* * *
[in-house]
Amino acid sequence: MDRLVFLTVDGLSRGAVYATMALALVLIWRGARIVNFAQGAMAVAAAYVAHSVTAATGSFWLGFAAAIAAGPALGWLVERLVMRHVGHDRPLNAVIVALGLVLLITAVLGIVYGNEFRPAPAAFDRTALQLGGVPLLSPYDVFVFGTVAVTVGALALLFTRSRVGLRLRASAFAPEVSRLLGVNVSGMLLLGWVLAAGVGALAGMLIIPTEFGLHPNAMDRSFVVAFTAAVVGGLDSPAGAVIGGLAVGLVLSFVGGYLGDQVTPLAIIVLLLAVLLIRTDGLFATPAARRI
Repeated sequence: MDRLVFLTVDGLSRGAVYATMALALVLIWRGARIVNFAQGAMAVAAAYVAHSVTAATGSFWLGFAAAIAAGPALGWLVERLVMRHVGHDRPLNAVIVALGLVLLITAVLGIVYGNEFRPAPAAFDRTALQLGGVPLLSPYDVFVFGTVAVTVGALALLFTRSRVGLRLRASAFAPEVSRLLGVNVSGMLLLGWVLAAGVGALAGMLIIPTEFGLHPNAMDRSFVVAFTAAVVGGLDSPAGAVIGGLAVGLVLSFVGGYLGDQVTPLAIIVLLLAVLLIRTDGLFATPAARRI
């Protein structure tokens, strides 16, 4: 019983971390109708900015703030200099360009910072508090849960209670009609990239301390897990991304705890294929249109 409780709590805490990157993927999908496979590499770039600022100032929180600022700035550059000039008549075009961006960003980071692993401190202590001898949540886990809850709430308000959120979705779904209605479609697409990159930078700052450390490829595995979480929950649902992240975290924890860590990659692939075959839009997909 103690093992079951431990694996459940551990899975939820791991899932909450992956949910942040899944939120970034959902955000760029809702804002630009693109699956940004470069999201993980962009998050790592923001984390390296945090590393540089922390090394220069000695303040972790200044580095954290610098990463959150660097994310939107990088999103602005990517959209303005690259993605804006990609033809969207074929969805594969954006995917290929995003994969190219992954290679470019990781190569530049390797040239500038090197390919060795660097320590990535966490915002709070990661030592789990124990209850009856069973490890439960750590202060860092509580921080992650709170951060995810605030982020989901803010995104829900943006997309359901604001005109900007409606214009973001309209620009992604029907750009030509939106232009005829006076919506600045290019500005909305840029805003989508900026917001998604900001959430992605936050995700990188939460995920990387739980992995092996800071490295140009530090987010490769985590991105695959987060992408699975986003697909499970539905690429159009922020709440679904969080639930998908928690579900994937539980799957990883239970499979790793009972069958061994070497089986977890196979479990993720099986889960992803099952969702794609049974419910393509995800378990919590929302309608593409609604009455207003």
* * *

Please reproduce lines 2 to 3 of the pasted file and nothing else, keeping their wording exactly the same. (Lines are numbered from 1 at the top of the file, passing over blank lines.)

Amino acid sequence: MDRLVFLTVDGLSRGAVYATMALALVLIWRGARIVNFAQGAMAVAAAYVAHSVTAATGSFWLGFAAAIAAGPALGWLVERLVMRHVGHDRPLNAVIVALGLVLLITAVLGIVYGNEFRPAPAAFDRTALQLGGVPLLSPYDVFVFGTVAVTVGALALLFTRSRVGLRLRASAFAPEVSRLLGVNVSGMLLLGWVLAAGVGALAGMLIIPTEFGLHPNAMDRSFVVAFTAAVVGGLDSPAGAVIGGLAVGLVLSFVGGYLGDQVTPLAIIVLLLAVLLIRTDGLFATPAARRI
Repeated sequence: MDRLVFLTVDGLSRGAVYATMALALVLIWRGARIVNFAQGAMAVAAAYVAHSVTAATGSFWLGFAAAIAAGPALGWLVERLVMRHVGHDRPLNAVIVALGLVLLITAVLGIVYGNEFRPAPAAFDRTALQLGGVPLLSPYDVFVFGTVAVTVGALALLFTRSRVGLRLRASAFAPEVSRLLGVNVSGMLLLGWVLAAGVGALAGMLIIPTEFGLHPNAMDRSFVVAFTAAVVGGLDSPAGAVIGGLAVGLVLSFVGGYLGDQVTPLAIIVLLLAVLLIRTDGLFATPAARRI